Ten City Energy Project (CEP) cities ranked among those with the most energy efficient buildings in the country in an annual report released by the U.S. Environmental Protection Agency. The report identified the top 25 metro areas with the most ENERGY STAR certified buildings in 2018, with additional lists for top performers among mid-size and small cities.
CEP cities have consistently ranked among the top performers in this report in past years, and this year was no different. Five of the top ten cities were CEP cities (Los Angeles, Atlanta, Chicago, Houston, and Boston), and another three ranked among the top 25 (Philadelphia, San Jose, and Miami). Two other CEP cities (Des Moines and Fort Collins) ranked among the top mid-sized cities, with San Jose ranking in first.
While nearly all of these cities have consistently ranked among top cities in past years, several have shown dramatic bounds forward. For example, Los Angeles added nearly 200 certified buildings in this past year, for a nation-leading count of 716 buildings that represent $229 million in cost savings. Similarly, Atlanta added 90 in the past year, and Chicago added 71. In total, this report shows that the 2,497 certified buildings in the ranked CEP cities in 2018 yielded $729 million of cost savings and nearly three million metric tons of avoided GHG emissions. For context, this is equivalent to eliminating the emissions from over 300,000 households.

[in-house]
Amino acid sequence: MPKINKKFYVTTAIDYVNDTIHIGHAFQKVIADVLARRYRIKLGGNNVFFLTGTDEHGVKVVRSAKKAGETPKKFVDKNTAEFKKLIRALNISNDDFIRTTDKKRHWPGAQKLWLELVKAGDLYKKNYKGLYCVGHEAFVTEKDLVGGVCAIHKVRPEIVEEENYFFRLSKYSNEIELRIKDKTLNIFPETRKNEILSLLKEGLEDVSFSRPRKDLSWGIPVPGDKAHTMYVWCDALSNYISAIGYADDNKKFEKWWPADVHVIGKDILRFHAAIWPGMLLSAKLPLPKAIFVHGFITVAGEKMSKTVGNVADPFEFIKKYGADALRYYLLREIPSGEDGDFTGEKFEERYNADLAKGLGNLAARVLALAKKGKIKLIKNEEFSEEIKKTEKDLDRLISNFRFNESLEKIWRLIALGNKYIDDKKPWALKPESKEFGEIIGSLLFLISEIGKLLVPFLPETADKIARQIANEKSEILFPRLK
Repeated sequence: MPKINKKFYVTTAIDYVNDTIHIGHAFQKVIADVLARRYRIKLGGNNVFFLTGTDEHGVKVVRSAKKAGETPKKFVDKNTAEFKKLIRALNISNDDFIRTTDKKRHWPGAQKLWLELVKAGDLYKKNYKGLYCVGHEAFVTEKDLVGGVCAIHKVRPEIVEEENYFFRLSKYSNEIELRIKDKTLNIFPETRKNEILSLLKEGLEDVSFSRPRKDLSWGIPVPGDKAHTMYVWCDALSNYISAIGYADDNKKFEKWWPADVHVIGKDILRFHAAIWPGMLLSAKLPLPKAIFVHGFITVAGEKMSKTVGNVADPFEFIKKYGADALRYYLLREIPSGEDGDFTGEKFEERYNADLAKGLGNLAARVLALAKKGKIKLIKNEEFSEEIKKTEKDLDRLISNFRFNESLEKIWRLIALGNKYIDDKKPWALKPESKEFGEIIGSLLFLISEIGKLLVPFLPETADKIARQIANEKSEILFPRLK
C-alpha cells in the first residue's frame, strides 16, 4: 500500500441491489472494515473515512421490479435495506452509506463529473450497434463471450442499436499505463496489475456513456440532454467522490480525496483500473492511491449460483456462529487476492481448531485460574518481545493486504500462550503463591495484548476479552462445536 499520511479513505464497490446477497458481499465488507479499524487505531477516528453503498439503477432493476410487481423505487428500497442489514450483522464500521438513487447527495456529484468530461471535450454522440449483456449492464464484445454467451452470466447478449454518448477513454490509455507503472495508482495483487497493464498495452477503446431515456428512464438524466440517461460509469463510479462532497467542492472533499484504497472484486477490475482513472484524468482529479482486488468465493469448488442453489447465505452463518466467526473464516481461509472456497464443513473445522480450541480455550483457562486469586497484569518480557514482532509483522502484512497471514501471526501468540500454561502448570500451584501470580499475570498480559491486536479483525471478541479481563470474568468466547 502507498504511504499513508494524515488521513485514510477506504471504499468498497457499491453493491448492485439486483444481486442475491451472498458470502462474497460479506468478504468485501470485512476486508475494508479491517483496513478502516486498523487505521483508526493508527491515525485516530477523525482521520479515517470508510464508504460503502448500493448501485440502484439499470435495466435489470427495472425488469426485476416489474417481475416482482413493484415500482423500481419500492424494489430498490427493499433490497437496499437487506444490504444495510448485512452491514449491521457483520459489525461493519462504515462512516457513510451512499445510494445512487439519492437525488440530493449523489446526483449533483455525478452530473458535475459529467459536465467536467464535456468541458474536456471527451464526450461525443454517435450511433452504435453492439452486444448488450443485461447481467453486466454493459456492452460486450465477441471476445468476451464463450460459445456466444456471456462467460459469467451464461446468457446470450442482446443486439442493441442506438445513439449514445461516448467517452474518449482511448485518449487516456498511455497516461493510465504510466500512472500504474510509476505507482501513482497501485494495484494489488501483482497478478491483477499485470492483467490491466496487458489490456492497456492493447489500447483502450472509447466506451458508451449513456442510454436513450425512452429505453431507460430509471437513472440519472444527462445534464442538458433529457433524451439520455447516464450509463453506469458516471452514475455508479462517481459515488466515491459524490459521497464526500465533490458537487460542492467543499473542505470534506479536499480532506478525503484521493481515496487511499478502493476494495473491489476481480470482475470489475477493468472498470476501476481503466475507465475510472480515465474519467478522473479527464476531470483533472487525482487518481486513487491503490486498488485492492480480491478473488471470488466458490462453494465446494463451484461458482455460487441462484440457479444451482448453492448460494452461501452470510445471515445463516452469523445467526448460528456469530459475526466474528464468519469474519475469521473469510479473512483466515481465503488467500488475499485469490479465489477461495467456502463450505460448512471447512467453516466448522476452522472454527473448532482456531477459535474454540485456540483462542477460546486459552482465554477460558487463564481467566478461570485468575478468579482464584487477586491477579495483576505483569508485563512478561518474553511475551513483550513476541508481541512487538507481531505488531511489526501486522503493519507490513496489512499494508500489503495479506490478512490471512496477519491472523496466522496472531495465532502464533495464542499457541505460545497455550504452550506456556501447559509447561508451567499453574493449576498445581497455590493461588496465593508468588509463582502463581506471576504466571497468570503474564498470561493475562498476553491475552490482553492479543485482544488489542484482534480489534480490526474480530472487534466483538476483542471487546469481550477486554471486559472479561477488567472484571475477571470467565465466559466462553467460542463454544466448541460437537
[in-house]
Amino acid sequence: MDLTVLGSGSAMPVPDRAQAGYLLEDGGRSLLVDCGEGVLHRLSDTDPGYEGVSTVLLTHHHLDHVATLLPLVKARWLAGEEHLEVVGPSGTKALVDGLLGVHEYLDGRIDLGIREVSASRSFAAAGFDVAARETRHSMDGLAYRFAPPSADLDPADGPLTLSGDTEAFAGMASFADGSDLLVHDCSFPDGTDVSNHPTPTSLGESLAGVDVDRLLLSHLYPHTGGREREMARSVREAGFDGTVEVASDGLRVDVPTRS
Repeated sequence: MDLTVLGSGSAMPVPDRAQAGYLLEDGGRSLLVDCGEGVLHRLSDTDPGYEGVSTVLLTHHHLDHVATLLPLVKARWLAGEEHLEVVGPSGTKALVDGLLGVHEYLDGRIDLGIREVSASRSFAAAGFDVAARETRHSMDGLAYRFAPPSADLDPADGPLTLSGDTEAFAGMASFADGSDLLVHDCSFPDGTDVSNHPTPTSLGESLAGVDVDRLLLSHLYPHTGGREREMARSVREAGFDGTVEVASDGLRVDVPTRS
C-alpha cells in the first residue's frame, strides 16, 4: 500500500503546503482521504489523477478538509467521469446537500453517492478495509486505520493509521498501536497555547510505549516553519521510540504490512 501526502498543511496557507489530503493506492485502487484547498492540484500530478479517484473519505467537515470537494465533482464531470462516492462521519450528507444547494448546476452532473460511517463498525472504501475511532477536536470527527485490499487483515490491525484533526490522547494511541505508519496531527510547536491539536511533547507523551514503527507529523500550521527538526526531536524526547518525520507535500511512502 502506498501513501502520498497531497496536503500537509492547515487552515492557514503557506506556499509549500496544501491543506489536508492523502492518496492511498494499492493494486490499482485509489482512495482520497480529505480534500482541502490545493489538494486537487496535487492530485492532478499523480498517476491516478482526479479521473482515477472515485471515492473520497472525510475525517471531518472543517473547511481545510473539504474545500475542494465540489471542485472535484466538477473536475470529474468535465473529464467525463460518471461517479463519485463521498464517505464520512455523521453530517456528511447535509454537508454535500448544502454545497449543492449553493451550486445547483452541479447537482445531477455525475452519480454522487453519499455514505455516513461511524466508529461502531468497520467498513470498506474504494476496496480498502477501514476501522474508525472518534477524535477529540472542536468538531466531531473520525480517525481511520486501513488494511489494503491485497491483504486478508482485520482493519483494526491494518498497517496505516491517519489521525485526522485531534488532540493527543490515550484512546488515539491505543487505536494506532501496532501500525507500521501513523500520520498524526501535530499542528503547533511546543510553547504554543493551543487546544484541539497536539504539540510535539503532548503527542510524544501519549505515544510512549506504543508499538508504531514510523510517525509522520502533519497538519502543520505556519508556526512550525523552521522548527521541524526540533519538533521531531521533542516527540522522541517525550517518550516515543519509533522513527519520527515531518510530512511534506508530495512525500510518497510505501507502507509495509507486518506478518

Notably, these are actual energy and cost reductions, and not merely projected or estimated calculations. In order to receive the one-year ENERGY STAR certification, a building must benchmark energy consumption through the free online tool Portfolio Manager and obtain an ENERGY STAR score of 75 of higher - demonstrating an energy performance that exceeds 75 percent of similar buildings across the country. An ENERGY STAR certified building uses 35 percent less energy than a typical building and produces 35 percent less GHG emissions. On average, those that achieve certification have reduced their emissions by 10 percent since they started benchmarking.
In addition, this report bolsters the growing evidence that benchmarking and transparency laws are key to a cleaner and cheaper building sector. Twelve of the top 20 cities on this list have passed this common-sense local law to track and report energy use in large buildings. These types of policies have been shown to incentivize significant energy reduction among building owners and operators. A three-year study by the EPA showed that buildings consistently benchmarking their energy consumption benefit from a 2.4 percent year-on-year reduction in energy use. Another study has shown that benchmarking and transparency laws in four cities have reduced utility expenses by three percent. With over 400 cities committing to the Paris Climate Agreement, and buildings often being responsible for at least 50 percent of the carbon emissions in cities, benchmarking building energy use is a foundational step cities should encourage building owners to take.